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JESMKS
2006-Apr-02, 12:16 AM
I read somewhere that there is little difference between the day and night surface temperature on Venus. With night lasting the equivalent of 121 earth days, why wouldnt the cooling of the upper atmosphere create a denser gas with a resulting downdraft of colder gases? If there is such a downdraft, why wouldn't there be a cooling of the Venus surface?

grant hutchison
2006-Apr-02, 10:47 AM
The night is actually rather shorter than that. The combined motions of Venus' rotation and revolution around the sun means that the time from one sunrise to the next is "only" 117 days, so the night averages 58.5 days long.
Venus' atmosphere is so massive, and so opaque to the infrared radiation that the planet surface is "trying" to radiate to space, it retains heat very well, and the temperature falls only slightly overnight. It's as if the whole planet were wrapped in a very thick layer of insulation.
The thin stuff high up does cool, but it can't form a downdraught into the very densely compressed deeper layers.

Grant Hutchison

JESMKS
2006-Apr-02, 11:38 PM
Thanks for the information. I was wondering with rotation of Venus taking 243 Earth days, how can the night last only 58.5 Days? It can't have two days and two nights per rotation can it? Also, what would be the temperature at the top of Venus's highest Mountain? I can't find a thermal gradient for Venus. In regard to the thermal blanket, why doesn't it keep the solar heat out?
Jack

Damburger
2006-Apr-02, 11:44 PM
The reason the cytherian day is shorter than the rotation of venus is because the movement of the planet around the sun moves the position of the sun in the sky, if that makes sense.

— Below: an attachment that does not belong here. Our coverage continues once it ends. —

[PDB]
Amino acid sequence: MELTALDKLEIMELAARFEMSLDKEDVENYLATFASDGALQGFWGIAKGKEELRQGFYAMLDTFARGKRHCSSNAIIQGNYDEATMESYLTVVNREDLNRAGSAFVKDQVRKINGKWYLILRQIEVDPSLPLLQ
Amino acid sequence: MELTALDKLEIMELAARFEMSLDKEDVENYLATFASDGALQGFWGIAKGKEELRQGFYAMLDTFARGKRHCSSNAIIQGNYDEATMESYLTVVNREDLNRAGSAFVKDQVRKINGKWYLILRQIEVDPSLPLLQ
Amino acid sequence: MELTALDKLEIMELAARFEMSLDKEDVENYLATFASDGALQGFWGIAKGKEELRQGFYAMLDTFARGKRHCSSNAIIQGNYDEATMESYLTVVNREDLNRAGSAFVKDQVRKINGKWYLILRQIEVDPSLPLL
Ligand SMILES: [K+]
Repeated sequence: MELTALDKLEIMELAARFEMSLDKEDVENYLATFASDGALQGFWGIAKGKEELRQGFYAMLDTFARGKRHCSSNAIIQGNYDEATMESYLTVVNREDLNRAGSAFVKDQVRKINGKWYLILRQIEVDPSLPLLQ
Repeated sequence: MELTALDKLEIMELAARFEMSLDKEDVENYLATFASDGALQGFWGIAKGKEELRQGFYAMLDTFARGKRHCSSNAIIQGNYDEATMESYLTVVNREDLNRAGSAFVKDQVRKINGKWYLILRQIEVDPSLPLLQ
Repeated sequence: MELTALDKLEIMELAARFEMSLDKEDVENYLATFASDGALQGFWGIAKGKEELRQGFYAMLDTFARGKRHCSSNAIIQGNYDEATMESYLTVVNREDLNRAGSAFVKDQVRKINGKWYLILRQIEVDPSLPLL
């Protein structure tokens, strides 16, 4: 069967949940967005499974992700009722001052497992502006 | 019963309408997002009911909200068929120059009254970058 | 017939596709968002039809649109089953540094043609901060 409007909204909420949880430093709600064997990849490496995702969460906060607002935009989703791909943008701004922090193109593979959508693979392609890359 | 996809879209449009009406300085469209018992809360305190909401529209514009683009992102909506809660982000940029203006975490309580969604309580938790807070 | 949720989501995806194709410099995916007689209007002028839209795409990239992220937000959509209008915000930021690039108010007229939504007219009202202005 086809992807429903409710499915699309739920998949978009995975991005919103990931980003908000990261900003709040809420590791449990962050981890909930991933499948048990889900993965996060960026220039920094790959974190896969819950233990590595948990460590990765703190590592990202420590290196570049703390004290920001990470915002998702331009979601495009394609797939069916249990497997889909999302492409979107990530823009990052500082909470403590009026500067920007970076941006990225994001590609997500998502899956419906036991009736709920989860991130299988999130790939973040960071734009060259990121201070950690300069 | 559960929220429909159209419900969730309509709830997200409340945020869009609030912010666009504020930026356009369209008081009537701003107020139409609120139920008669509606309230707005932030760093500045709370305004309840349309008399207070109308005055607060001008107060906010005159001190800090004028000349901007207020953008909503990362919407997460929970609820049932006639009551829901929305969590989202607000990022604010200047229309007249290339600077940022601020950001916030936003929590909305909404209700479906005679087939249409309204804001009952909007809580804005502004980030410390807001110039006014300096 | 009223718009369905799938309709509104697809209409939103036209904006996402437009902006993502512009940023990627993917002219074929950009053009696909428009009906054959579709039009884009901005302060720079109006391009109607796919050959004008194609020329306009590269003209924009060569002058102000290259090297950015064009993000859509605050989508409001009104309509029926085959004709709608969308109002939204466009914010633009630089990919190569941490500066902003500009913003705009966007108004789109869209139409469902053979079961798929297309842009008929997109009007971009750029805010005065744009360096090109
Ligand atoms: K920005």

grant hutchison
2006-Apr-03, 12:23 AM
I was wondering with rotation of Venus taking 243 Earth days, how can the night last only 58.5 Days? It can't have two days and two nights per rotation can it?It does. Imagine, for the moment, that Venus rotates once on its axis in exactly the same time as it takes to go once around the sun, and remember that Venus rotates in the opposite direction to the direction it orbits (looking down from the north, it rotates clockwise but goes around the sun anticlockwise). Start with the sun overhead at some point on Venus' surface. Now move forward half a year. The sun will now be shining on the opposite side of Venus, but Venus will also have turned to meet it by half a rotation, bringing the sun back overhead in the same spot we started at. Half a rotation, one full day and night.
In fact, the rotation period and year of Venus are only approximately equal, but the same reasoning applies.


Also, what would be the temperature at the top of Venus's highest Mountain? I can't find a thermal gradient for Venus.A little cooler than it is in the lowlands. Temperature does fall with height in Venus' troposphere (the lowest level of the atmosphere), but not as quickly as it does on Earth.


In regard to the thermal blanket, why doesn't it keep the solar heat out?Greenhouse effect. The sun radiates its energy at much shorter wavelengths than Venus does, because the sun is very much hotter. Venus' atmosphere is (grudgingly) transparent to these shorter wavelengths coming from the sun, so some of their energy can penetrate to the surface and heat the planet. But the long infrared wavelengths radiated by Venus' surface have trouble getting back out into space again, because they're strongly absorbed by the atmosphere.

Grant Hutchison